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Re: ISV and stalling (a bit long)
Ed Kellock wrote:
> I read about Doug (Antilles Engineering) and his stalling 90 200tqw.
> I've been trying to track down a heat-induced low-boost problem for a
> while (significant low-boost, not a relative reduction to combat
> detonation). So at lunch I disconnect my ISV to see what the effect
> would be.
> (BTW, This is on my 91 200qw)
> With ISV, on a cold start, or even a partially warm start sometimes, I have
> an idle which will fall off and then catch and work its way back up to
> normal. It does this a few times until the car has run a minute or two. If I
> try to drive away during this period, when I apply the accelerator, the
> engine will bog, just like a too lean carburetor on a cold morning.
> Also, since I've owned the car, whenever boost does start to really build,
> I have always experienced a slight power "bubble". It will start to build
> and pull strongly, then taper off slightly but noticeably then maintain a
> consistent pull from there on. At first I thought it was normal, but as time
> wore on I began to wonder about that too.
> When I disconnected the ISV wires this is what I found:
> It started just fine and held a steady idle. I engaged the AC and the idle
> dropped to around 600, but remained steady. I pulled away smoothly and
> when I slowed for a speed bump, clutch in, engine stalled. So far pretty
> much what I would expect without the ISV operating.
> On the way back to work, boost was strong; I did not experience the low
> boost situation. I did experience a healthy stumble when _opening_ the
> throttle, regardless of engine speed or initial throttle position. Basically,
> whenever I started to _open_ the throttle from any position, the first bit of
> movement seemed to cause the engine to bog just a bit and then it would
> be okay. I also noticed some quick stumbling (kind of like a misfire, but
> not) when producing high boost levels. I have experienced something like
> this once before, but worse and only once. However the engine did not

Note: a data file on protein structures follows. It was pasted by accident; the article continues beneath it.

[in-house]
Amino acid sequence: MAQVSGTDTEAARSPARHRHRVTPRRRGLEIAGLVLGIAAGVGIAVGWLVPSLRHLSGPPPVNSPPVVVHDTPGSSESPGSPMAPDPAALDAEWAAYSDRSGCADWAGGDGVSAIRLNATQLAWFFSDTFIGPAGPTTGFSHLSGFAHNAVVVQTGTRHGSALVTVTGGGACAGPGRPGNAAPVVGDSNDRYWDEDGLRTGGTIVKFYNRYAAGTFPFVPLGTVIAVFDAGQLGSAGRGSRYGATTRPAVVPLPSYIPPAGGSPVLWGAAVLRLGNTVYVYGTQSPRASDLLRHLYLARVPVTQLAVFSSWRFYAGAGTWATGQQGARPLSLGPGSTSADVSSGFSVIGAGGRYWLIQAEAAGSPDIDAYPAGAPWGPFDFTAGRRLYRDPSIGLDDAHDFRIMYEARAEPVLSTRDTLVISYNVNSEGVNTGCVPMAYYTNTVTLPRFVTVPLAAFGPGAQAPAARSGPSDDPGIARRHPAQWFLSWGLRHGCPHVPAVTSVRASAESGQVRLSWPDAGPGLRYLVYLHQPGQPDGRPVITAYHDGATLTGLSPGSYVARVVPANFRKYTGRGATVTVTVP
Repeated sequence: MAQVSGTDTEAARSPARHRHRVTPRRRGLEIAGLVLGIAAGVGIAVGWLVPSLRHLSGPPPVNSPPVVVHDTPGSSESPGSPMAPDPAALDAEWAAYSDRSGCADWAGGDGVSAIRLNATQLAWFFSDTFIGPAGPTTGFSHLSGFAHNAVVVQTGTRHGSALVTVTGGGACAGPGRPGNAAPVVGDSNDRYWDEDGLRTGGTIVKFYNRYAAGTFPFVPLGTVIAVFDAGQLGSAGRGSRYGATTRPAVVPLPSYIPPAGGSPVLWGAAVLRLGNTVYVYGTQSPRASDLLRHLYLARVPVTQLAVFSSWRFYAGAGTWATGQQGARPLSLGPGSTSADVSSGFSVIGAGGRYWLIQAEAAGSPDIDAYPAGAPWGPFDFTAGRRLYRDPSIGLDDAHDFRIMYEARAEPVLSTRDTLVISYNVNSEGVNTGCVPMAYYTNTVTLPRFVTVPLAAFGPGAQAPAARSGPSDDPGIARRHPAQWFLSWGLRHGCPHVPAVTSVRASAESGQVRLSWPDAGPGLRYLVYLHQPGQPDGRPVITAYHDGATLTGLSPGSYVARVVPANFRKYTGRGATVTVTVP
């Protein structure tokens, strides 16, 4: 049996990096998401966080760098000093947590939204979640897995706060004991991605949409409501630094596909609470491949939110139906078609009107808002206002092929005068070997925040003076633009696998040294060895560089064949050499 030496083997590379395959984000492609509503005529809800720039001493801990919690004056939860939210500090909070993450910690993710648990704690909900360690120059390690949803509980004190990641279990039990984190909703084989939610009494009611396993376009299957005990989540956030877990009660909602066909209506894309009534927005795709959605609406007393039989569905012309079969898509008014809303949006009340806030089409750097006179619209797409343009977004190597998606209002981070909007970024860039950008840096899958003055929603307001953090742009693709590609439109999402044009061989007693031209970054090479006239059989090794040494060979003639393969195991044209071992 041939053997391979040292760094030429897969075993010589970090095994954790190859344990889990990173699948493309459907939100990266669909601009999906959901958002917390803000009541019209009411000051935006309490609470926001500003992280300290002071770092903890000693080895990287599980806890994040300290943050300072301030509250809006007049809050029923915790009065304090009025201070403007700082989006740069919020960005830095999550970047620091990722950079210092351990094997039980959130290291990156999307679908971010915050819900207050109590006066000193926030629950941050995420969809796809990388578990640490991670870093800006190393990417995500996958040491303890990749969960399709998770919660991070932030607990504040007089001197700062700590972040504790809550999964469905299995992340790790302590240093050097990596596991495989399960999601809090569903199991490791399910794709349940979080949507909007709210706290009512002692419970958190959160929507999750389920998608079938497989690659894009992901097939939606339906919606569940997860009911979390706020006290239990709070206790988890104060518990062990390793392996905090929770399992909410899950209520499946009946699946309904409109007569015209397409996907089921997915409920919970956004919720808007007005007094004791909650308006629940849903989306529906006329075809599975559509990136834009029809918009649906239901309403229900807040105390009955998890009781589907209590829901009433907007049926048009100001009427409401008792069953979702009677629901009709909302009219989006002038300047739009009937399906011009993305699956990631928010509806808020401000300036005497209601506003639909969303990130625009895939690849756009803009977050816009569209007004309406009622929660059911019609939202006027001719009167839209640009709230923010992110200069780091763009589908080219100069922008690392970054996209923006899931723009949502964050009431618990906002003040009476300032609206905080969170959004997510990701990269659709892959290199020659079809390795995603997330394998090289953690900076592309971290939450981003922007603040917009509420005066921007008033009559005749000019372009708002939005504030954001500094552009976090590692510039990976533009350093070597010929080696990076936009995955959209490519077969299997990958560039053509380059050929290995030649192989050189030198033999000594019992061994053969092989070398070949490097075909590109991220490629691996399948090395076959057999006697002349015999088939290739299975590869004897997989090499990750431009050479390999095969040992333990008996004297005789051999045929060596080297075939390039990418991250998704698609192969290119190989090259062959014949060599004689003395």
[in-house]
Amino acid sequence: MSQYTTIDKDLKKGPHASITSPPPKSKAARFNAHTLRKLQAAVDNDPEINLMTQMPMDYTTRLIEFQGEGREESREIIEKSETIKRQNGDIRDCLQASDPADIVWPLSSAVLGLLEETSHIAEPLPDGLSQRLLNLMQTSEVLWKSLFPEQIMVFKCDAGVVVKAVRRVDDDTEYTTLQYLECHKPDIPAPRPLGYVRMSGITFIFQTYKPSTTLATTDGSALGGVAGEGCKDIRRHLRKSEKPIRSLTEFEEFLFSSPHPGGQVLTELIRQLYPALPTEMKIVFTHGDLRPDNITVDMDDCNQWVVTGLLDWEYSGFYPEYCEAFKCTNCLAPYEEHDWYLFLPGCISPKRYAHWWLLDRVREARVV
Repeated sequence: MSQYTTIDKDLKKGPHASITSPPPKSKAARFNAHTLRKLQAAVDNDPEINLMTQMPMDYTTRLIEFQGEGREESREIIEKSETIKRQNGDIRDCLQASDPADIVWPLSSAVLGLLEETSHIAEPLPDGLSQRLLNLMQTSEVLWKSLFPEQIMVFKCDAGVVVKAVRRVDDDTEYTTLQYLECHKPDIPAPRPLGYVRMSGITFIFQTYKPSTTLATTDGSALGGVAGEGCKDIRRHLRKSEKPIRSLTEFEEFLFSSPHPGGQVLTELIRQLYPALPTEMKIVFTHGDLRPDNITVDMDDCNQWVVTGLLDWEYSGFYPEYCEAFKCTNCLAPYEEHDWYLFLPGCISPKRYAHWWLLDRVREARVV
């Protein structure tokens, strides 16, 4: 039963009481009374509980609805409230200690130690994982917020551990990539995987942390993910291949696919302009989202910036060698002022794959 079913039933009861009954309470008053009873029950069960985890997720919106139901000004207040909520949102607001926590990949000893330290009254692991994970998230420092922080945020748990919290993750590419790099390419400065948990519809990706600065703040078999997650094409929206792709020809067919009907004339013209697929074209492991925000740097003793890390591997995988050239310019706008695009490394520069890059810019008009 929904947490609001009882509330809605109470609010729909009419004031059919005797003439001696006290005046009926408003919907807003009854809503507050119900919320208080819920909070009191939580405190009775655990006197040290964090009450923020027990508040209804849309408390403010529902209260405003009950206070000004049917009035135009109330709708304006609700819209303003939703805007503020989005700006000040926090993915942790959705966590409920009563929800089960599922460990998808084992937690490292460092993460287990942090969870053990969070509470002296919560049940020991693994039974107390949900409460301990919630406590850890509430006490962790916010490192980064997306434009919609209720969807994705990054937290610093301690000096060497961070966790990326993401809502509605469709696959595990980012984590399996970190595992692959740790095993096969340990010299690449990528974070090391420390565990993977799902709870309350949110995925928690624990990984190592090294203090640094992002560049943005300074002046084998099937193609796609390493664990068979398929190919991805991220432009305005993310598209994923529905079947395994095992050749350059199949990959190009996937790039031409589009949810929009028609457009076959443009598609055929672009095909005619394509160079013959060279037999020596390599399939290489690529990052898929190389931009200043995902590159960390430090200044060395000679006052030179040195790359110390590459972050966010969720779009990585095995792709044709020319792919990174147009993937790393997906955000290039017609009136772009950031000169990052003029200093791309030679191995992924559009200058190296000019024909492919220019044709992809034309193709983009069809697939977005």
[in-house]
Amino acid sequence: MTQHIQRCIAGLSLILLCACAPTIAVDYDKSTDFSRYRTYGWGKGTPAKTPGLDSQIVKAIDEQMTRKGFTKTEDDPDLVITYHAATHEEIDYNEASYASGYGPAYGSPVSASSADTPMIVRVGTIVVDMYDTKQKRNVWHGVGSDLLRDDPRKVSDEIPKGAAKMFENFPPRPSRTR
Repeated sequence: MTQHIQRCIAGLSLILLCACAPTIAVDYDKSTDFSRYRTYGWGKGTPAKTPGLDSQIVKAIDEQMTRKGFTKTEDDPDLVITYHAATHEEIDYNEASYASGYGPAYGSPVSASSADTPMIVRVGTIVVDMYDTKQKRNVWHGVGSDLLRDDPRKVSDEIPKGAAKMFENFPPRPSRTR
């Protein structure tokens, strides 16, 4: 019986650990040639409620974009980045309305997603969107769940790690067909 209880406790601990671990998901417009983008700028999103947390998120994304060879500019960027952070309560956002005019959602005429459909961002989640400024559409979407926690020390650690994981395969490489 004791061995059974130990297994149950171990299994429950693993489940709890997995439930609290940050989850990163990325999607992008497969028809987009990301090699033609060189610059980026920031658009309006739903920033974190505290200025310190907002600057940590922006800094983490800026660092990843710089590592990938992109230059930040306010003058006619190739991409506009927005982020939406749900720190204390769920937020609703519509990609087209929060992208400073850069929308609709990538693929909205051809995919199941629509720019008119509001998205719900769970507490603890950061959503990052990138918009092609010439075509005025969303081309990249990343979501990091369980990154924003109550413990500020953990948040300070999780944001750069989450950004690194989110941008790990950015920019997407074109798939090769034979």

> stall on deceleration.
> So... disconnecting the ISV did seem to alter the behavior, but in an
> expected manner. I'm trying to figure out if this test has given me any
> new insight into my problem. Without the ISV operating, the car seemed
> to run worse overall, but not just at idle. When I would start the car
> without the ISV plugged in, I would _not_ see the check engine light come
> on, but once I began driving it would light. Each time I started the car, it
> would not be lit, then while driving it would come on. Is it telling me about
> the ISV, even though it doesn't light at idle? Just for verification, the ISV
> on the 3B engine is at the top rear of the intake manifold, level with the top
> of the engine, pointed east/west or transversely, perpendicular to the
> engine. The connector is on the driver's side of the valve.... Right?
> Could the ISV be trying to compensate for a vacuum leak even when the
> engine is not at idle?
> Thanks in advance for any input. The nice thing is, even though I know
> it's not running exactly right, the car is still driveable and enjoyable. But I
> just know it can be much better.
> Ed Kellock .............. Greenville, SC USA
> 91 200qw ................ 87 Coupe GT
Your comments point in the direction of two areas IMHO.
One insifficient air at the intake ( replace air filter )
and lean condition in a portion of the plunger travel (fuel regulator)
possibly from a minor binding in the plunger.
When replacing the filter ( use only O.E.M. !!!) manually check the fuel
control plate and plunger for smooth operation up and down.
Next stop may be fuel pressure and flow analysis !!!! starting with fuel